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The working titles for the film were Bunny and Claude, Bunny, Betty and Claude and Bunny and Billy. Special written acknowledgment is given in the closing credits to the State of New Mexico and the Albuquerque Police and State Police. The credits also note that the soundtrack was available on American International Records. The film was shot on location in Albuquerque, NM and Hollywood, CA. Governor David Cargo, who made a brief appearance as a state trooper, was the governor of New Mexico.
Although most critics did not review the film favorably and stated that the filmmakers wasted the talents of former Oscar winners Bette Davis and Ernest Borgnine, the New York Times critic felt that Davis delivered one of the "funniest" performances of her career. According to a August 23, 1971 Daily Variety article, Davis sued American International Pictures (AIP) for loss of income and damage to her career for changing the film into a "slapstick" production, after she originally had signed on to Bunny O'Hare as a "humorous social commentary." She also charged AIP with altering the script she had originally approved, in the final editing.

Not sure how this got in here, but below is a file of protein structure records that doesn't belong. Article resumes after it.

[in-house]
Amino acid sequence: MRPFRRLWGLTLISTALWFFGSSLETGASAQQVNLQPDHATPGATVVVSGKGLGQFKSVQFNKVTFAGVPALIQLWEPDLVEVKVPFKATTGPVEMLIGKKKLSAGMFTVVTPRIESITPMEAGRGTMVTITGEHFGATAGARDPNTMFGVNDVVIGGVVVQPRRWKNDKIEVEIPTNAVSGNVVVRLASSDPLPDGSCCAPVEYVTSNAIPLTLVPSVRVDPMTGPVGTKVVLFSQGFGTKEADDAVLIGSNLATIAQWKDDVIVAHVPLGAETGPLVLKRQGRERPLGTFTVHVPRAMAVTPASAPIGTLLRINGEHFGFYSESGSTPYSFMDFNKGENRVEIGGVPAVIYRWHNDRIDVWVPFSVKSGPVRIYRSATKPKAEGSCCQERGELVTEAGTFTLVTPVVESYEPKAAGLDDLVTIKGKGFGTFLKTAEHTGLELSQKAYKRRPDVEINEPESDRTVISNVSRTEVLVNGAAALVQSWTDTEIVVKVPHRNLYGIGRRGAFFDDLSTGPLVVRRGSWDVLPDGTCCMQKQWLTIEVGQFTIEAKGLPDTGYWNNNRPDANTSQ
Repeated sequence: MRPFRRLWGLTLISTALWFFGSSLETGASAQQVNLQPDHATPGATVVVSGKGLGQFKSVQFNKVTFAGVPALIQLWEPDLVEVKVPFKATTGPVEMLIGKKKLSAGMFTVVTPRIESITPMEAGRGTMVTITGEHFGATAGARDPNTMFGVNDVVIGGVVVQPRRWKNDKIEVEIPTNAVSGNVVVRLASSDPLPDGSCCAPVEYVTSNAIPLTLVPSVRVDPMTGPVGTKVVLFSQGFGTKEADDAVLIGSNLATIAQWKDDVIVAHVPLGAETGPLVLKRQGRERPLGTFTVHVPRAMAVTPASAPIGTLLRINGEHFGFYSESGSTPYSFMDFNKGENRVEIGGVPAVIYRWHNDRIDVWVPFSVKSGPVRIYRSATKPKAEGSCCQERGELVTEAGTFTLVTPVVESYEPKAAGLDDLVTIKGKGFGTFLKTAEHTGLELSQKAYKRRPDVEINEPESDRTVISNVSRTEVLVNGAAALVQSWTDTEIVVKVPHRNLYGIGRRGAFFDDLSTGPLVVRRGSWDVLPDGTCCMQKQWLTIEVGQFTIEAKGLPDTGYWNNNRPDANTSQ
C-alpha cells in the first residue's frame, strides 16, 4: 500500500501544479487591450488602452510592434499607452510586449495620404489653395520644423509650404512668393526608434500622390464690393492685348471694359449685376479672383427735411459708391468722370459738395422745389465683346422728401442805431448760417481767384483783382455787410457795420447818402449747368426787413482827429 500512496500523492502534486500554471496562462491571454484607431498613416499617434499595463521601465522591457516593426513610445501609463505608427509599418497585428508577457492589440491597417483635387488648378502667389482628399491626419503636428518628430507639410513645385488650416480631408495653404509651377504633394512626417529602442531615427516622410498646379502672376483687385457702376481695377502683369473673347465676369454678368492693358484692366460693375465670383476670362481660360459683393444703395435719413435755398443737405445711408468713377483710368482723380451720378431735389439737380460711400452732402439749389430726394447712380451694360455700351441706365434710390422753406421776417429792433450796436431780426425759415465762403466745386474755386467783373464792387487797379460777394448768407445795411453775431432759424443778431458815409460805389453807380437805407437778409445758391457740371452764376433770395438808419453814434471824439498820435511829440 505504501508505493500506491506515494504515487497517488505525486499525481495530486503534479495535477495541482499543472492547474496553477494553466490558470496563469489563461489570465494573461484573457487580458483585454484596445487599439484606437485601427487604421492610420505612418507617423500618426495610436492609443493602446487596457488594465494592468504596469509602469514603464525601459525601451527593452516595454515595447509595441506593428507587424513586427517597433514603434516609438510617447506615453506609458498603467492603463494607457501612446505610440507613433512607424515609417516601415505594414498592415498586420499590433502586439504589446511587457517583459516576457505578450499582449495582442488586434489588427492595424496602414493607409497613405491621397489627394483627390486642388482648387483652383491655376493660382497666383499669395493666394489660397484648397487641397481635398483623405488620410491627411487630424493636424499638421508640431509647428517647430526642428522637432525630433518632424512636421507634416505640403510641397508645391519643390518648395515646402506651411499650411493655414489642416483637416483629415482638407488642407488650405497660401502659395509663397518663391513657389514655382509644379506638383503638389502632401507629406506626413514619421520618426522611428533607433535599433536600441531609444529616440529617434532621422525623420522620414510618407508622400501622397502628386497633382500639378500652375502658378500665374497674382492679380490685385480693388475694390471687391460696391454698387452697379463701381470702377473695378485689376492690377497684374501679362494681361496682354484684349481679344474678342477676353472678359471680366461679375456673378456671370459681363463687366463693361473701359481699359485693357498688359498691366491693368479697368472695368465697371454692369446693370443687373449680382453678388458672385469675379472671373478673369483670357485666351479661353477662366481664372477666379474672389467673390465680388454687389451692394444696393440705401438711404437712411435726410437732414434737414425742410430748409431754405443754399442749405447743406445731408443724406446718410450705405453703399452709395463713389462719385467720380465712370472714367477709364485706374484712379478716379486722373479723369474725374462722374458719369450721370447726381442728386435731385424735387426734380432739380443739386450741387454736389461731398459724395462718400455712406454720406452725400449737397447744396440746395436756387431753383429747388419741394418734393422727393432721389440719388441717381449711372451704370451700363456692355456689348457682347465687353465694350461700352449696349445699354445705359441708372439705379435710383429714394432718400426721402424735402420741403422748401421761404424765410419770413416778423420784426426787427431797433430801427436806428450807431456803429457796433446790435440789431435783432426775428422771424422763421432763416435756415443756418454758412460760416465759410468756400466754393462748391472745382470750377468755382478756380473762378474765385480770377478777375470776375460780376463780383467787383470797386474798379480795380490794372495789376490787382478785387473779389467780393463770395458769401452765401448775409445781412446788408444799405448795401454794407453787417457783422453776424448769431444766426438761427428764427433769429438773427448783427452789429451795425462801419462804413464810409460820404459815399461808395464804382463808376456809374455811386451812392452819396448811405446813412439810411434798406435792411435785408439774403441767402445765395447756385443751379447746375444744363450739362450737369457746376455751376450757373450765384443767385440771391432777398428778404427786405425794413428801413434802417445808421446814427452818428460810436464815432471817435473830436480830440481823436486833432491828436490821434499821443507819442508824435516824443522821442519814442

According to a March 20, 1972 Daily Variety article, credited writer Stanley Z. Cherry also sued AIP. Cherry claimed AIP still owed him $13,400 for the script and also asked for 5% of the film's net profits. The outcome of either suit is unknown. According to the 1971 Filmfacts review, after Davis finished shooting the film, new footage was shot, most likely written by and possibly directed by, John Astin, in Hollywood, which changed the original scope of the film. Davis and Ernest Borgnine had last appeared together in 1951 M-G-M release The Catered Affair (see below), in which they co-starred.